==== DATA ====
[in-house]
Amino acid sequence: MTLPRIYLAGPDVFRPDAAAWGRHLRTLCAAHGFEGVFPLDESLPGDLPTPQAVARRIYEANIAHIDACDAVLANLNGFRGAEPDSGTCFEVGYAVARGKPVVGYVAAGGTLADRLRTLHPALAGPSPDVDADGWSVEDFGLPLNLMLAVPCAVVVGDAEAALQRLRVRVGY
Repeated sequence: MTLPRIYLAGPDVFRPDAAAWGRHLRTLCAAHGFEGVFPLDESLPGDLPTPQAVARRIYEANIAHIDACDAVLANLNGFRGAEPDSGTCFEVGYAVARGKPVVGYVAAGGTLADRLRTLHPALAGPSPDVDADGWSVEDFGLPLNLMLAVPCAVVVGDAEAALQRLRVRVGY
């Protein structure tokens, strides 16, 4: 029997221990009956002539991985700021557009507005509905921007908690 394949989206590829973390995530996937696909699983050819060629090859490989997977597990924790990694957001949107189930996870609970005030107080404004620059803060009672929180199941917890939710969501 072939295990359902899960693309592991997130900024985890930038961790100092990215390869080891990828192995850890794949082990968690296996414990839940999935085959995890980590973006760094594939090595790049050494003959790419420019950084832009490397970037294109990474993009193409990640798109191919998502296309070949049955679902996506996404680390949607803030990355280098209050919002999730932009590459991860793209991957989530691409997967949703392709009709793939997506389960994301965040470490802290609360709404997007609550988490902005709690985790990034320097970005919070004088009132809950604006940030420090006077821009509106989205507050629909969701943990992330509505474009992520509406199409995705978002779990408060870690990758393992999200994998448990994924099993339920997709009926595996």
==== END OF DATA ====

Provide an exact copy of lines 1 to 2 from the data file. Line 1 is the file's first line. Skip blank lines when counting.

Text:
[in-house]
Amino acid sequence: MTLPRIYLAGPDVFRPDAAAWGRHLRTLCAAHGFEGVFPLDESLPGDLPTPQAVARRIYEANIAHIDACDAVLANLNGFRGAEPDSGTCFEVGYAVARGKPVVGYVAAGGTLADRLRTLHPALAGPSPDVDADGWSVEDFGLPLNLMLAVPCAVVVGDAEAALQRLRVRVGY